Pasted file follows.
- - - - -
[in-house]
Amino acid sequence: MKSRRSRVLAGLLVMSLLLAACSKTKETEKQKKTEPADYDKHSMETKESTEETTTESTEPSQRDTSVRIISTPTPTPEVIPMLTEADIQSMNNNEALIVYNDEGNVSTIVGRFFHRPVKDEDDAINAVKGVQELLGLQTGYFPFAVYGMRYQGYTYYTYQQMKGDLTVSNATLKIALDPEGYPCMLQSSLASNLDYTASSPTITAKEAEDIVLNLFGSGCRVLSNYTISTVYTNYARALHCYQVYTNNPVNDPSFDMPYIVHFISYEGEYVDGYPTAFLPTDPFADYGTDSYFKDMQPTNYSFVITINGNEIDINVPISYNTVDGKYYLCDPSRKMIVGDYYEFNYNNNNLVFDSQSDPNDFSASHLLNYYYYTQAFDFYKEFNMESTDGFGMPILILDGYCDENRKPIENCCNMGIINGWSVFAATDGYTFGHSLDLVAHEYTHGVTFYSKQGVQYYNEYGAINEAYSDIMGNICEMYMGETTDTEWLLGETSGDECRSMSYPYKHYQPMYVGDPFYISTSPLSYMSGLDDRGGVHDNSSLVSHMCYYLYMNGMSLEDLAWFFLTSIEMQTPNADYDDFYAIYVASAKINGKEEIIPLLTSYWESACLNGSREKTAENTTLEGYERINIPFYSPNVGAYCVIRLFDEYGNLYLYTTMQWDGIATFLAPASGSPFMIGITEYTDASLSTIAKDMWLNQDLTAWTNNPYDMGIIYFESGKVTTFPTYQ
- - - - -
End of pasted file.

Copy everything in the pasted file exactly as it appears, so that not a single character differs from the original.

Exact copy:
[in-house]
Amino acid sequence: MKSRRSRVLAGLLVMSLLLAACSKTKETEKQKKTEPADYDKHSMETKESTEETTTESTEPSQRDTSVRIISTPTPTPEVIPMLTEADIQSMNNNEALIVYNDEGNVSTIVGRFFHRPVKDEDDAINAVKGVQELLGLQTGYFPFAVYGMRYQGYTYYTYQQMKGDLTVSNATLKIALDPEGYPCMLQSSLASNLDYTASSPTITAKEAEDIVLNLFGSGCRVLSNYTISTVYTNYARALHCYQVYTNNPVNDPSFDMPYIVHFISYEGEYVDGYPTAFLPTDPFADYGTDSYFKDMQPTNYSFVITINGNEIDINVPISYNTVDGKYYLCDPSRKMIVGDYYEFNYNNNNLVFDSQSDPNDFSASHLLNYYYYTQAFDFYKEFNMESTDGFGMPILILDGYCDENRKPIENCCNMGIINGWSVFAATDGYTFGHSLDLVAHEYTHGVTFYSKQGVQYYNEYGAINEAYSDIMGNICEMYMGETTDTEWLLGETSGDECRSMSYPYKHYQPMYVGDPFYISTSPLSYMSGLDDRGGVHDNSSLVSHMCYYLYMNGMSLEDLAWFFLTSIEMQTPNADYDDFYAIYVASAKINGKEEIIPLLTSYWESACLNGSREKTAENTTLEGYERINIPFYSPNVGAYCVIRLFDEYGNLYLYTTMQWDGIATFLAPASGSPFMIGITEYTDASLSTIAKDMWLNQDLTAWTNNPYDMGIIYFESGKVTTFPTYQ